It is such a versatile vegetable that you can add it to anything, but I love adding it to my homemade pesto sauce with garlic, walnuts, parmesan cheese, and mayonnaise.
Jeanne Agius, Founder, Self-Care Journey Coaching
6. Dandelion greens
While most people think of dandelions as an ugly weed, they really are a delicious nutritious powerhouse. You can eat every part of them, from the flower, to the roots, and of course, the leaves.
The leaves from young dandelions, ones that have not yet flowered, are perfect to add to your salads and have a slightly bitter and peppery flavor. Older leaves, once the flower has come up, taste best chopped and added into soups or pasta. Dandelion greens pack an impressive nutritional punch and are an excellent source of vitamin A, E, and K. There is also high antioxidant activity in every part of the dandelion plant, making it the perfect green to add to your day.
The best part: if you have a garden, they’re totally free! Find a spot that hasn't been sprayed with pesticides, pick some fresh dandelion greens, and try them for yourself this spring.
Kelsey Lorencz, Registered Dietitian, Graciously Nourished
7. Swiss chard
Swiss chard contains a ton of magnesium, calcium, copper, zinc, and more, with very few calories. I usually add swiss chard to Asian-inspired stir fries, with things like sugar snap peas, water chestnuts, baby corn, soy sauce, and chicken.
Charles LaRosa, Researcher and Editor, Prepared Cooks
Tarragon is a culinary herb with a multitude of health benefits. As it’s part of the sunflower family, many people tolerate it well, and its slight licorice taste adds a subtle depth of flavor to many soups, stews, vegetable and protein dishes.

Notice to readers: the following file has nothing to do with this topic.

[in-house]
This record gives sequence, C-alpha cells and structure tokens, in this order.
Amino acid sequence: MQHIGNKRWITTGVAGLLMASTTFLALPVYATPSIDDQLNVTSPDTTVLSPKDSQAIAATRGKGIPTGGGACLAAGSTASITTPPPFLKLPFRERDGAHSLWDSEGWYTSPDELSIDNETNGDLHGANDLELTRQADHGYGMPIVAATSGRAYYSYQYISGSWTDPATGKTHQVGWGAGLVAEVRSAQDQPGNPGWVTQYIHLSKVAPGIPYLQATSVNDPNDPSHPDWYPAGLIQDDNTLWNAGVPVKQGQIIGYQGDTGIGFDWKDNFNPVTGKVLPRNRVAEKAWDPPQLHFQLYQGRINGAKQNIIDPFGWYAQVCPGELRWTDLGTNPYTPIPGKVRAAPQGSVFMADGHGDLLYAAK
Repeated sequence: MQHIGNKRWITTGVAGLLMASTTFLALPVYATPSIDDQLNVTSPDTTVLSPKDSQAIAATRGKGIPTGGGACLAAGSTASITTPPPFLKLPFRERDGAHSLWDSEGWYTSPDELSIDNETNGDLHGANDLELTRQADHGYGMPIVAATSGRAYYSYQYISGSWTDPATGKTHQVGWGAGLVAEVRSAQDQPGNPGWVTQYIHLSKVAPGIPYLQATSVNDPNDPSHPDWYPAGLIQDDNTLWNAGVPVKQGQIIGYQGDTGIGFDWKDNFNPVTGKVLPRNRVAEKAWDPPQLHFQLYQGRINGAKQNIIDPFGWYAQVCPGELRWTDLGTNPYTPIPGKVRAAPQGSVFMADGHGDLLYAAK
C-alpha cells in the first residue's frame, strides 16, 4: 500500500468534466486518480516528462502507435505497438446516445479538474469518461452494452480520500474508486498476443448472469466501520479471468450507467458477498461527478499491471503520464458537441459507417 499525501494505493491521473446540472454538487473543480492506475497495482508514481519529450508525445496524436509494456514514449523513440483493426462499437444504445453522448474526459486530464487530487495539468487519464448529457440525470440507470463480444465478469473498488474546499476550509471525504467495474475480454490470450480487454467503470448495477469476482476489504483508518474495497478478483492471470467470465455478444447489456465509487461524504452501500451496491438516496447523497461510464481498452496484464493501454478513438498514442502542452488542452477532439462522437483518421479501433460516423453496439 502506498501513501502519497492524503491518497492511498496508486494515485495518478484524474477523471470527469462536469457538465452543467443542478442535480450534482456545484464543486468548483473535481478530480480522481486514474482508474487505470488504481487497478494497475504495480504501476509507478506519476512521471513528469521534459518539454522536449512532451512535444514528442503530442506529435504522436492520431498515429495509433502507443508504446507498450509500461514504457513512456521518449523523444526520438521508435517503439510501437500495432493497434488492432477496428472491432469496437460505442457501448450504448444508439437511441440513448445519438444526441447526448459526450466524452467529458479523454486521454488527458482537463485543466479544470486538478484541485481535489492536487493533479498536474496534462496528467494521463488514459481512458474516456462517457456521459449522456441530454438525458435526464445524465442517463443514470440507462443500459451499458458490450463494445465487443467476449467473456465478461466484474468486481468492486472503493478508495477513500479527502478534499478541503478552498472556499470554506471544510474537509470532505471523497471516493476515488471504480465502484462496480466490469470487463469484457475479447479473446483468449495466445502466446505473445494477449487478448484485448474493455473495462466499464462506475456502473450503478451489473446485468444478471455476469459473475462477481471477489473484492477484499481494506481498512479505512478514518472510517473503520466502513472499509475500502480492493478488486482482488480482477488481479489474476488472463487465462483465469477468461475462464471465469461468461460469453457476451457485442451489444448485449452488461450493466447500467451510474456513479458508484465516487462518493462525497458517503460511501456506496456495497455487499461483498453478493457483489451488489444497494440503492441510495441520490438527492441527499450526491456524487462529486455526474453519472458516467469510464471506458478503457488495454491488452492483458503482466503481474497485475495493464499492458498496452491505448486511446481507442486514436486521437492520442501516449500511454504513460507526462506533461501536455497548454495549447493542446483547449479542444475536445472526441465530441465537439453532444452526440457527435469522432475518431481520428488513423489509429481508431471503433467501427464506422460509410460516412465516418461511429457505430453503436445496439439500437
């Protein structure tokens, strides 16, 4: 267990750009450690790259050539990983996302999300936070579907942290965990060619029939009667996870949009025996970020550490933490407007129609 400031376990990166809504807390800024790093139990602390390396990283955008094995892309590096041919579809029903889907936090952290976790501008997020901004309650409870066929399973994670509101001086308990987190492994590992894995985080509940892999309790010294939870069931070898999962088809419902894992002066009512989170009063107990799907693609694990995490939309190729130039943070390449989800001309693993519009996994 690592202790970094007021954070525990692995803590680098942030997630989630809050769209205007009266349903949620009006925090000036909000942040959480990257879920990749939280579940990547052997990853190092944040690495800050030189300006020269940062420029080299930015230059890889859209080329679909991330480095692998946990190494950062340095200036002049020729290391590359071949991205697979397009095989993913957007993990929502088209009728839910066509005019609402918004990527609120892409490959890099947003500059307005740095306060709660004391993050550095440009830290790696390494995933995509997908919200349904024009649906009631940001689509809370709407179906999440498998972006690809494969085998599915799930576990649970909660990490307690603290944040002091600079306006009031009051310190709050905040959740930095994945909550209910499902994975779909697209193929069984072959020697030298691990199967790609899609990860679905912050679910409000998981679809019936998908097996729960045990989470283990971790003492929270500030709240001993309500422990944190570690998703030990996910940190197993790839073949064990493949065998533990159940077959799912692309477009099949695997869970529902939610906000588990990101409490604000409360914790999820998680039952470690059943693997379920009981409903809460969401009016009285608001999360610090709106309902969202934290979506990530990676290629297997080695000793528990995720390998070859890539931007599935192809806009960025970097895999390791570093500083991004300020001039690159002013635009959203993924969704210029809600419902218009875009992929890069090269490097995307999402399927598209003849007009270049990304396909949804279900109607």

Tarragon is especially high in manganese, an essential mineral that aids in the formation of strong bones and helps reduce inflammation. I even like putting a tablespoon or two of fresh tarragon leaves into a smoothie post-workout!
Tarragon has also been found to be useful in supporting healthful blood sugar levels and the metabolization of glucose.
I love making easy chicken salads using a store-bought rotisserie chicken, shredding the meat, and adding toasted walnuts, diced red onion, celery, fresh tarragon leaves, and a handful of grapes together with a spoonful of either greek yogurt or a sunflower-oil mayonnaise, with salt and pepper to taste.
Functional Nutritional Therapy Practitioner Lucia Hawley
Glucosinolates give arugula its slightly peppery taste, as well as protects against certain cancers.
Sean Barker, Author, The Easy Eating Diet
10. Bok choy
Similarly to kale, bok choy is part of the cruciferous vegetable family, containing sulfur compounds that have been shown to prevent certain types of cancer.
I love bok choy as a side or added to soups and stir-fries. I like to chop and sauté it with a bit of tamari, freshly sliced garlic and ginger, and a dash of sesame seed oil. Then I sprinkle some sesame seeds on top for an extra dose of calcium!
Nichole Dandrea-Russert, MS, RDN, author of The Fiber Effect
If you don’t have the time to chop, sautee, and season, you can always add more green to your diet with KOR’s Green Up. This little shot is filled to the brim with wheatgrass––a big antioxidant, rich in iron, calcium, magnesium, as well as vitamins A, C, E, K and B complex.
Sick of kale? No problem! We’re delivering green goodness in a bottle. Make essential nutrients and effortless part of your day, with KOR!